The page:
Urban IPM SoCal

Integrated Pest Management for Structural Pests in Southern California – Los Angeles, Orange, Riverside, and San Bernardino

How to distinguish between winged (alate) drywood and subterranean termites in California

First published: 5 April 2019

By: Siavash Taravati, Ph.D.

Drywood termites belong to the family Kalotermitidae while subterranean termites belong to Rhinotermitidae or Termitidae. Many times, Pest Management Professionals (PMPs) find piles of dead, winged termites inside or around structures on the floor or ground or stuck in spider webs and wonder if they are drywood or subterranean termites. To distinguish winged ants and termites please take a look at here: http://ipm.ucanr.edu/TOOLS/ANTKEY/antid3.html

Well, at the first look, they don’t seem much different. However, a closer look under good lighting using maybe a  magnifying lens or even better, a stereomicroscope will reveal very useful morphological characters that can help you distinguish these two termite groups from each other.

Here I am going to point out a few differences between the two groups:

1-Size

Drywood termites are a little bit larger and more heavily-built than subterranean termites. However, the size difference is not that great. Look at the photo 1

Photo 1: Comparison of winged (alate) drywood and subterranean termite
Figure 1: Comparison of winged (alate) drywood and subterranean termite

2-Color

Color is not always the best reliable character to look for. However, if your specimens are not rotted or damage in other ways, you will notice that drywood termites adults have a orange-brown head and pronotum while subterranean termites have a more uniformly dark head, pronotum, and body. Also, Western drywood termite (Incisitermes minor) has smoky wings while most subterranean termite species have lighter colored wings.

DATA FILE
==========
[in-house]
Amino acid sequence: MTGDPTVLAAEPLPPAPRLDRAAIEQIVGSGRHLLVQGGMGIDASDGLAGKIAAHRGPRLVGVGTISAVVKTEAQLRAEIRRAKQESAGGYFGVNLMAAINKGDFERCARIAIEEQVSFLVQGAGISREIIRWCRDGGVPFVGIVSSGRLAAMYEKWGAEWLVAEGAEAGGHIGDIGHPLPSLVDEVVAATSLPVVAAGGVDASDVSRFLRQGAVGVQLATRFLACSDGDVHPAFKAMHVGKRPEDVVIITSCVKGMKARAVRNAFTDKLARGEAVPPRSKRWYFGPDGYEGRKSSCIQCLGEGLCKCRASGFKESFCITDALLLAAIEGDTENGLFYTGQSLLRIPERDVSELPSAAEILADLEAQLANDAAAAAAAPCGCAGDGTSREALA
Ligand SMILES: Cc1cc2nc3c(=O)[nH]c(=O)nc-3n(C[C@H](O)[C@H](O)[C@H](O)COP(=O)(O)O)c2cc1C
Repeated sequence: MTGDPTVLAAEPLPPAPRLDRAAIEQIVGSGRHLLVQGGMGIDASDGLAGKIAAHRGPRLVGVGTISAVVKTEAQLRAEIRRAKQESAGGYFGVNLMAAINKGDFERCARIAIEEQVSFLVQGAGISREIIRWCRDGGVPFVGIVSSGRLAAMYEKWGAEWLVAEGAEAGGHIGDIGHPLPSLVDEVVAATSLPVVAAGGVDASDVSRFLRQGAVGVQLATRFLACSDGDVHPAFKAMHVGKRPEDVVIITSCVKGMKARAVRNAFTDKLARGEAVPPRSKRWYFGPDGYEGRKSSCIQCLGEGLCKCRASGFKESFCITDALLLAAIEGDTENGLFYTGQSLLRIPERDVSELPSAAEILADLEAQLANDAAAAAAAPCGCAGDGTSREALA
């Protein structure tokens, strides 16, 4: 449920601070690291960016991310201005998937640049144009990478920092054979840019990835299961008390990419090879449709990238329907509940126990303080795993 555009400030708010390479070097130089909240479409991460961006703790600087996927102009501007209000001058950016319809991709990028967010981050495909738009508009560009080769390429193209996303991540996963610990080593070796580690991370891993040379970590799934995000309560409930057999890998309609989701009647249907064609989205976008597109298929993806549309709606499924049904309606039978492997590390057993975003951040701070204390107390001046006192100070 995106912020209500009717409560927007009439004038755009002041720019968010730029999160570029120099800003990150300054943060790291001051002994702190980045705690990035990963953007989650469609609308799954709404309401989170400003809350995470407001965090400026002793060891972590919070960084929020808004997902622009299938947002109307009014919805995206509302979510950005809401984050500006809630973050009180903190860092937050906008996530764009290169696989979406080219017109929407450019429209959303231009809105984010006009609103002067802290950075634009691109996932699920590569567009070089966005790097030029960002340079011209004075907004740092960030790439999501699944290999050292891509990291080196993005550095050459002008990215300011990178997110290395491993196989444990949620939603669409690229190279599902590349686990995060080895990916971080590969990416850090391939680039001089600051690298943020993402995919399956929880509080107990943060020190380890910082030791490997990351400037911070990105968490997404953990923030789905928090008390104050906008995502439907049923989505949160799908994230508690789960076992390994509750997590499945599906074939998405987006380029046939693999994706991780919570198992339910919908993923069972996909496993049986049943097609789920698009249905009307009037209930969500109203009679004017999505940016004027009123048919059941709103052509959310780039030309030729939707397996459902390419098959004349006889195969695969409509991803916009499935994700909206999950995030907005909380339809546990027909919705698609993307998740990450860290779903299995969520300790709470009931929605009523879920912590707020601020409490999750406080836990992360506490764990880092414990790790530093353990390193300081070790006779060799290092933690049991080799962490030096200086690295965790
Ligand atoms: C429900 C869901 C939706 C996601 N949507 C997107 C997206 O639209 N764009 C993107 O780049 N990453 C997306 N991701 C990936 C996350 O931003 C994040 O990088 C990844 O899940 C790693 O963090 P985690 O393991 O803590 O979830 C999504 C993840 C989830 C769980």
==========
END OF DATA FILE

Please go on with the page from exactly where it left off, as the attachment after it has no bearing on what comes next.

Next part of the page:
3-Wing venation pattern

If you separate the wings of termites from their body (they naturally shed their wings as soon as they mate and decide to enter cracks and crevices) and flatten them on a surface, you will notice some differences in venation (vein patterns). Drywood termites have three or more thick veins at the front base of their wings while subterranean termites only have 2 thick veins.

Figure 2: Comparison of wing venation of Western drywood and a subterranean termite

Table 1: Summary of differences between winged drywood and subterranean termites

Drywood termites Subterranean termites
Family Kalotermitidae Rhinotermitidae/Termitidae
Nest Inside wood usually above the ground In the soil
Moisture dependency Low High
Body size A little bit larger Smaller
Body color Orange-brown head and pronotum Black head and pronotum
Swarmer wings -Three (3+) of more thick veins at the front base of the wings -Smoky wings (lightly pigmented) -Two (2) more thick veins at the front base of the wings -Translucent wings (minimally pigmented)

Other useful articles:

Sutherland, A. 2013. Identifying swarming termites. Green Bulletin Volume 4 No. 1